Last spring, Barbados native Trudiann Branker stepped into the role of master blender at Mount Gay, the first woman to hold the position in the distillery’s 300-plus year history. Leading the aging and blending team, Branker is writing a new chapter for the rum distillery, revisiting expressions in Mount Gay’s core range, such as the XO and the Black Barrel. Here, Branker walks us through her typical day at the historic estate.
7 a.m. Following a prompt 4:45 a.m. wake up and family breakfast, I’m out the door and headed to the Mount Gay Rum distillery. My commute is an opportunity to reset. For 25 minutes I cruise along the coastline, against traffic as I head to the rural northern part of Barbados. Along the way I pass the sugar factory and cane fields, rum shops, local schools, and churches. My surroundings embody the unique culture and terroir of Barbados, which is engrained in what we do every day at Mount Gay.
7:30 a.m. As I walk to the distillery estate along a path that divides the sugarcane fields from the facilities, it’s quiet enough to hear the birds chirping, yet there’s a strong sense of history surrounding me. It’s not long before I begin to sip rum, even before I’ve had a coffee. A series of meetings at the distillery kick off with a “sensory analysis” and tasting panel of unaged rum to observe the distillate that was last produced. My team and I discuss future plans and innovations currently in the works. Finally, I review with the blending team what they did yesterday, and then I align the plan for today.
8:30 a.m. I head to one of the barrel bonds to sample a selection of our aged rums. (Across our four bonds, we have upwards of 40,000 barrels.) Inside, we pull [samples from] select barrels and evaluate the characteristics of each, looking particularly at the organoleptic profile (i.e., aroma and taste) and choose the liquids that best fit the profiles needed. Scents and flavors of vanilla, almond, banana, and dark chocolate permeate. I only take notes in my notebook, never my computer, as it allows my creativity to come through. I even calculate the old-fashioned way, with a calculator.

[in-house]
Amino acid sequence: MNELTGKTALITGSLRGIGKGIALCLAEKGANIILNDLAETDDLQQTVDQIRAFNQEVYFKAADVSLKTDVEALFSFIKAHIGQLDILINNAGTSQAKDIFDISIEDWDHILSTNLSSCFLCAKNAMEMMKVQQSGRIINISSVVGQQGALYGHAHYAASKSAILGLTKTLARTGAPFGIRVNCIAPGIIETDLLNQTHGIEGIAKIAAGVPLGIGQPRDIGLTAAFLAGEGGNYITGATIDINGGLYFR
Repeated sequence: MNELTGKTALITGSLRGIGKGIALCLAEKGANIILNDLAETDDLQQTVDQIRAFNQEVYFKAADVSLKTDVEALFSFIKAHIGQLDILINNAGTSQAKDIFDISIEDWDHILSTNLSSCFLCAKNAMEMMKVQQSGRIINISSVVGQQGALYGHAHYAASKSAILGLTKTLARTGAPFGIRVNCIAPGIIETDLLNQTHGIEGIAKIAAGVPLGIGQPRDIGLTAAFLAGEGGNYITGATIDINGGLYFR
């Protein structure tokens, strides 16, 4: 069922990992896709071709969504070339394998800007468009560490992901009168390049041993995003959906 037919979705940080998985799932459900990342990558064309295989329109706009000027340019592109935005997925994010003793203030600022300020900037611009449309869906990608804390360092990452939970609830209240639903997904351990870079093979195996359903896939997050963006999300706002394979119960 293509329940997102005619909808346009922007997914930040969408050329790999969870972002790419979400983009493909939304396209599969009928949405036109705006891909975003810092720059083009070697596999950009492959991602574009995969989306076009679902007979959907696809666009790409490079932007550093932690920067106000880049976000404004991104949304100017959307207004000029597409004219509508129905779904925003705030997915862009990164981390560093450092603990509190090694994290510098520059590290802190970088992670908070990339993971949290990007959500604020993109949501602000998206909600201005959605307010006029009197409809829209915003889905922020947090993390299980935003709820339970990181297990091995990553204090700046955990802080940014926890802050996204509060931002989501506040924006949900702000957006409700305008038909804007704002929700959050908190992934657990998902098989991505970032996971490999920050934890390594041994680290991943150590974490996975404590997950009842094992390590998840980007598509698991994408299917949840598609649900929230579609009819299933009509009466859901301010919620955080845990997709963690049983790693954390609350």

10:30 or 11 a.m. By late morning, once I’ve tasted through a number of liquids, I finally transition to my daily cup of coffee. Instant coffee is popular in the Caribbean, but my coffee of choice was a gift from a friend—coffee beans from the Blue Mountains in Jamaica.
2 p.m. In the afternoon (after a brief lunch while listening to a podcast), I spend some time in the R&D lab, where we analyze the organoleptic profiles and alcohol strength, and where I work on blends and future innovations. We typically work five to six years in advance, so we are planning out future releases. I work with rum aged in various wood types, as well as experiment with the ratios of pot- and column-distilled components.
4 p.m. Before everyone begins to head home, I walk the estate with the blenders and review the plan for the next day. We might discuss what liquids we will use and how to understand the organic movement of the barrels first-hand. The strong scent of tropically aged rum—oak mixed with vanilla and fruity undertones—greets you at the door and is one of my favorite scents at the distillery. The feeling of being surrounded by barrels and more than 300 years of history always excites me. On most days, I’m the last person to leave and shut the doors.
5:45 p.m. I head home in the evening for a family dinner, which is an important end to my day. From time to time, or on the weekends, we will enjoy a nice cocktail, such as a Honey Old Fashioned. Surprisingly, my husband is the one who takes the lead with cocktail creation at home.
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